no. 287, 2017
Work on paper
Pigments, acrylics and tape on paper
27.5 x 39.3 inches
70 x 100 cm
This work is signed and dated by the artist
KATHARINA SCHELLENBERGER - no. 287
Katharina Schellenberger (born 1978 in Schweinfurt, Germany) studied art at the Accademia di Belle Arti in Rome, Italy. After her state examination in dentistry and a doctoral thesis on schizophrenia, both in Munich, Germany, she has been working professionally as a freelance artist in her studios in and near Munich since 2007. In addition to numerous nominations, she received the Valentine Rothe Award (1st place) from the Women's Museum in Bonn in 2009. In 2011 one of her paintings was purchased by the Bavarian State Painting Collection. She was admitted to the GEDOK (Association of Professional Women Artists) in 2012, and to the BBK (Association of Professional Visual Artists) in 2013. In recent years, she has increasingly exhibited in galleries internationally, including a solo exhibition in Venice, Italy, in 2016. She is a founding member of the KNOT Artist Collective, which was formed in 2019. In addition, her works have been shown in France, England, the Netherlands, Denmark, Sweden, Norway and America, as well as in major museums in Germany, such as the Buchheim Museum in 2020/2021.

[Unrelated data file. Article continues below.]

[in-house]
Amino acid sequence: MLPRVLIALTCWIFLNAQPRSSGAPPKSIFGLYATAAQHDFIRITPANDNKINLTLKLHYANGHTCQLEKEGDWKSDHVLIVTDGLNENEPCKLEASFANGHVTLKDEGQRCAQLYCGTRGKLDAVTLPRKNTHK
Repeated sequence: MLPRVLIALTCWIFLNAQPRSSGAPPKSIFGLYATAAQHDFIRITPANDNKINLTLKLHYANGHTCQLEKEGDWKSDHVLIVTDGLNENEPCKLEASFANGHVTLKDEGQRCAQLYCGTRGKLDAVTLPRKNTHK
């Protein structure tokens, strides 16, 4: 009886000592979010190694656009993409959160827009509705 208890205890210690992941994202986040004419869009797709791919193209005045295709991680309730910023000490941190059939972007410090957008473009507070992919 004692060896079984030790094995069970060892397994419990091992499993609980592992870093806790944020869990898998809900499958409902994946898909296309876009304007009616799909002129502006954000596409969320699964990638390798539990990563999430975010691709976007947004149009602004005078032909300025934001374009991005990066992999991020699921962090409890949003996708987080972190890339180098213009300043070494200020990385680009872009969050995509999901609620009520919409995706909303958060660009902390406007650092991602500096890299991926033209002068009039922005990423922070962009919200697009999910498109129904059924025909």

Her painting oscillates between figuration and non-objectivity, between intuitive and cognitive perception. Instead of sketches, Katharina Schellenberger notes down everything relevant in her diaries in order to start a painting directly without any preliminary drawing on the painting surface. This systematic approach sharpens her perception of the reality of life. All formats are created in a single work process, often series emerge. In terms of content, Katharina Schellenberger deals in the broadest sense with the manifestations of transcendence. It is symbolically about the immersion and growth in spiritual worlds, about the transitions of life stages or between inner and outer world, about parting and letting go, but also about being held and passing on their own energies to others. The insecurity of existence and the fragility of the mind are supporting pictorial themes alongside self-irony paired with grotesque elements. Katharina Schellenberger's works are dedicated to the human condition in all its psychological and physical manifestations.